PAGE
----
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NJEA announces push for Amistad Curriculum in NJ schools, Cornel West encourages

NJEA announces push for Amistad Curriculum in NJ schools, Cornel West encourages


ATLANTIC CITY — Using Pleasantville schools as a model, the New Jersey Education Association and the state Department of Education will work together on an initiative to better implement the Amistad Curriculum across the state.

“We all know the work of racial justice is hard,” NJEA President Marie Blistan said Friday after the announcement at the union’s annual convention. “We believe that there is more that can and must be done, and we are committed to elevating the importance of that curriculum.”

Legislation approved in 2002 created the Amistad Commission to study, develop and promote programming that would incorporate African-American history into the public education system year-round. The curriculum is named for the ship famously commandeered by African slaves.

Despite being a law for 17 years, many schools have not fully implemented a program, so the NJEA created a task force last year to address the lack of implementation and looked directly to the Leeds Avenue School in Pleasantville, where teacher Tamar Lasure-Owens has been pushing the curriculum in her district.

The announcement of the new partnership followed a keynote speech Friday from Harvard philosophy professor and author Cornel West during the second and final day of the NJEA’s 16th annual convention.

“He didn’t give us a lesson. … He has given us a call to action,” Blistan said. “He has touched on our moral and ethical responsibilities, on our responsibilities not just of being a citizen of the U.S. but of being a human being.”

Educators packed the hall inside the Atlantic City Convention Center where West sermonized about education and social justice.

“When you’re talking about justice, you’re not just jumping into public policy,” West told the crowd.

He said it is existential.

“What type of virtues will you attempt to embody?” he asked.

West spoke about his education, his mother — an educator — as well as race, free speech and the role of an educator. He emphasized the importance of love and tenderness, and a commitment to students over paycheck.

Nearly every seat was filled. Attendees stood lining the edge of the room to hear the provocative speaker who called upon the lessons of authors, musicians and activists before him, such as W.E.B. Du Bois, the Rev. Martin Luther King Jr. and Toni Morrison.

He advised the educators not to live in an echo chamber or look down upon people whom they disagree with or “who are not as woke as you would like them to be.”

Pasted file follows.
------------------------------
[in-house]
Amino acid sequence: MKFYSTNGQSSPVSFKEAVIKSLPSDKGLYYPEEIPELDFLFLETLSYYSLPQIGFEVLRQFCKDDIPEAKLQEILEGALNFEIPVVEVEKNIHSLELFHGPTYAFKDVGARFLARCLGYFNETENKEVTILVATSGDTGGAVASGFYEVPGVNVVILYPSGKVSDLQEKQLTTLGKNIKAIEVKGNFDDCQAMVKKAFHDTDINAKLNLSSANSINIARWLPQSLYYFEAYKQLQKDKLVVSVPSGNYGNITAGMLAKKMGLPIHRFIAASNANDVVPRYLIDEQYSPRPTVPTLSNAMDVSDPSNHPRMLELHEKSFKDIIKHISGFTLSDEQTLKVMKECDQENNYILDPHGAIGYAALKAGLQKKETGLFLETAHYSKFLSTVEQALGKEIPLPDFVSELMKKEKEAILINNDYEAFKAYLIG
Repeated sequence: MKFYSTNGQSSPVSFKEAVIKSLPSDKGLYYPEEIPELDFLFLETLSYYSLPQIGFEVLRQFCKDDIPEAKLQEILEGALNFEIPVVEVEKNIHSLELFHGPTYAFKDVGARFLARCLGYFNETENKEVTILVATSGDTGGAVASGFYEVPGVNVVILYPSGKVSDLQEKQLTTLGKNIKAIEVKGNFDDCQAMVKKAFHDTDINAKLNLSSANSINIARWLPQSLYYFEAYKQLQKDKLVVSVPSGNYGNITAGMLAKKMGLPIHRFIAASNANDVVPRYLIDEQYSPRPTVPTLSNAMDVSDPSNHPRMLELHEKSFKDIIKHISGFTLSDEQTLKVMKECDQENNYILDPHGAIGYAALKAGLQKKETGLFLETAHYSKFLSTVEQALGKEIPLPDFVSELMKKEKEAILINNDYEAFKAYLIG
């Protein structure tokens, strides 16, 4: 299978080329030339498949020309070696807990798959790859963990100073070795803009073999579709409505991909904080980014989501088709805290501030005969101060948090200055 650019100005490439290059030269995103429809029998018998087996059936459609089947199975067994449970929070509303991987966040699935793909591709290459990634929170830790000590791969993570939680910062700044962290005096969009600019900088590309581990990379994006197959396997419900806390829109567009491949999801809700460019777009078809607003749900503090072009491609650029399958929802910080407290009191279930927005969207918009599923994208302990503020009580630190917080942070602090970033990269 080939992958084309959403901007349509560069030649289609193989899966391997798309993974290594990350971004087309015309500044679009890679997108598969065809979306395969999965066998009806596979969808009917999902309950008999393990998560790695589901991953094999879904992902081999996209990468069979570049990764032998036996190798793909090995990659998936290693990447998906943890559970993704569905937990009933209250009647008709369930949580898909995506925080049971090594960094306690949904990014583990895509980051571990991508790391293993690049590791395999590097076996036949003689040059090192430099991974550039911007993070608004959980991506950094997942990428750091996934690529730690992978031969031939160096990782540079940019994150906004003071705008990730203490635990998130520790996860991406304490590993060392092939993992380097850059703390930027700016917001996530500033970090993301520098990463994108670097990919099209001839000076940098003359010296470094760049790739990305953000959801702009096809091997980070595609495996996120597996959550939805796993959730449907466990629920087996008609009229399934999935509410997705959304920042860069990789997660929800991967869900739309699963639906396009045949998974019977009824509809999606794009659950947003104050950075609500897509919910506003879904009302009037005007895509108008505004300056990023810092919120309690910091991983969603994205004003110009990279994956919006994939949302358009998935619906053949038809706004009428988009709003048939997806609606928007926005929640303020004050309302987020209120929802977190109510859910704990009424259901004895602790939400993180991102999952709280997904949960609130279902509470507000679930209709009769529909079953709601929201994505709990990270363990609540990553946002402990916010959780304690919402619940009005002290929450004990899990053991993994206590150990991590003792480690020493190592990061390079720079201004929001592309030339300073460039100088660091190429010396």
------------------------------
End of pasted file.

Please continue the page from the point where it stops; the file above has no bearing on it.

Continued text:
“Lift every voice, not lift every echo,” he said. “When you lift your own voice, you learn how to live in the tension. … We’ve got to learn from each other, we’ve got to listen.”

But most importantly, he told teachers to be there 100% for their students.

“Their very presence requires us to give our all,” he said.

New Jersey Commissioner of Education Lamont Repollet said West’s call to “lift every voice” was in line with the message of the Amistad Curriculum because African American history is American history.

“That story needs to be told, to be embedded in everyday discourse about our nation’s history,” Repollet said.

Atlantic City teacher and NJEA member Brenda Brathwaite chaired the NJEA’s Amistad task force and said they are developing a set of guidelines to help schools better implement the curriculum, setting aside funding for schools to do so and working with the Department of Education to make sure schools are held accountable.

Outgoing NJEA Executive Director Ed Richardson said the partnership between the NJEA and the state is being called the Amistad Journey and will start next summer with the first group of educators visiting sites in Africa and the United States.

The DOE’s role in the program will be to develop the criteria to apply for the travel opportunity, create an advisory committee to review proposals and host workshops to inform educators about the program.

“The model is to be more like Leeds Avenue School,” Brathwaite said.

Lasure-Owens said she was “past Cloud 9” after the announcement.

“I have energy, momentum, encouragement and support,” she said. “It’s an honor, and it’s a humbling moment.”

Contact: 609-272-7251

Twitter @clairelowe

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Staff Writer

I began covering South Jersey in 2008 after graduating from Rowan University with a degree in journalism. After seven years at The Current and Gazette newspapers, I joined The Press in 2015. I currently cover education.

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